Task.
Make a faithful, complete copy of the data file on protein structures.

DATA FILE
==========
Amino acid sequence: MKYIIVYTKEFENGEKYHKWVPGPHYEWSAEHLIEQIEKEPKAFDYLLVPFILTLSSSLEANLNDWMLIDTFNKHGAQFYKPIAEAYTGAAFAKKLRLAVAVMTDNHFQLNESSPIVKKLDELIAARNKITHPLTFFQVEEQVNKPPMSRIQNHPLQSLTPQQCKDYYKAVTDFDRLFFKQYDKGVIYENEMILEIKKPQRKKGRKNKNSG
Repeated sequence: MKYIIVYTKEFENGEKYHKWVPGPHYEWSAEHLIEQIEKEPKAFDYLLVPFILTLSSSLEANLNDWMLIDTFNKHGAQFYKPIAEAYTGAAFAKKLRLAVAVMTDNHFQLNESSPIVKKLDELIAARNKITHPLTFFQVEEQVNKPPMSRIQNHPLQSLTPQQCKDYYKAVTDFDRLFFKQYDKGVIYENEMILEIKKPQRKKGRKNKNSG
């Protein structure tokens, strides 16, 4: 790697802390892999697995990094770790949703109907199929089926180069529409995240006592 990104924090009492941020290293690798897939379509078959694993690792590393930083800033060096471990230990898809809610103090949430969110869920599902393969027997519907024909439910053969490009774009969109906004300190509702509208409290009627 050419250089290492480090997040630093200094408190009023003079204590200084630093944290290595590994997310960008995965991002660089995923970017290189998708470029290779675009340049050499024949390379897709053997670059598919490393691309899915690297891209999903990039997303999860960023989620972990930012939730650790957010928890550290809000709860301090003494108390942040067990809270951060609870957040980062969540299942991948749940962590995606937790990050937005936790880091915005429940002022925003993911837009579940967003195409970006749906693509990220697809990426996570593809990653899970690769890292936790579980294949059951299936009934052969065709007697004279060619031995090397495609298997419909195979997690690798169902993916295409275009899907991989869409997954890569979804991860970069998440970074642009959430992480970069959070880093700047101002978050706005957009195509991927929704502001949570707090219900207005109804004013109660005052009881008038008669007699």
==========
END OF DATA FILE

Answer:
Amino acid sequence: MKYIIVYTKEFENGEKYHKWVPGPHYEWSAEHLIEQIEKEPKAFDYLLVPFILTLSSSLEANLNDWMLIDTFNKHGAQFYKPIAEAYTGAAFAKKLRLAVAVMTDNHFQLNESSPIVKKLDELIAARNKITHPLTFFQVEEQVNKPPMSRIQNHPLQSLTPQQCKDYYKAVTDFDRLFFKQYDKGVIYENEMILEIKKPQRKKGRKNKNSG
Repeated sequence: MKYIIVYTKEFENGEKYHKWVPGPHYEWSAEHLIEQIEKEPKAFDYLLVPFILTLSSSLEANLNDWMLIDTFNKHGAQFYKPIAEAYTGAAFAKKLRLAVAVMTDNHFQLNESSPIVKKLDELIAARNKITHPLTFFQVEEQVNKPPMSRIQNHPLQSLTPQQCKDYYKAVTDFDRLFFKQYDKGVIYENEMILEIKKPQRKKGRKNKNSG
């Protein structure tokens, strides 16, 4: 790697802390892999697995990094770790949703109907199929089926180069529409995240006592 990104924090009492941020290293690798897939379509078959694993690792590393930083800033060096471990230990898809809610103090949430969110869920599902393969027997519907024909439910053969490009774009969109906004300190509702509208409290009627 050419250089290492480090997040630093200094408190009023003079204590200084630093944290290595590994997310960008995965991002660089995923970017290189998708470029290779675009340049050499024949390379897709053997670059598919490393691309899915690297891209999903990039997303999860960023989620972990930012939730650790957010928890550290809000709860301090003494108390942040067990809270951060609870957040980062969540299942991948749940962590995606937790990050937005936790880091915005429940002022925003993911837009579940967003195409970006749906693509990220697809990426996570593809990653899970690769890292936790579980294949059951299936009934052969065709007697004279060619031995090397495609298997419909195979997690690798169902993916295409275009899907991989869409997954890569979804991860970069998440970074642009959430992480970069959070880093700047101002978050706005957009195509991927929704502001949570707090219900207005109804004013109660005052009881008038008669007699």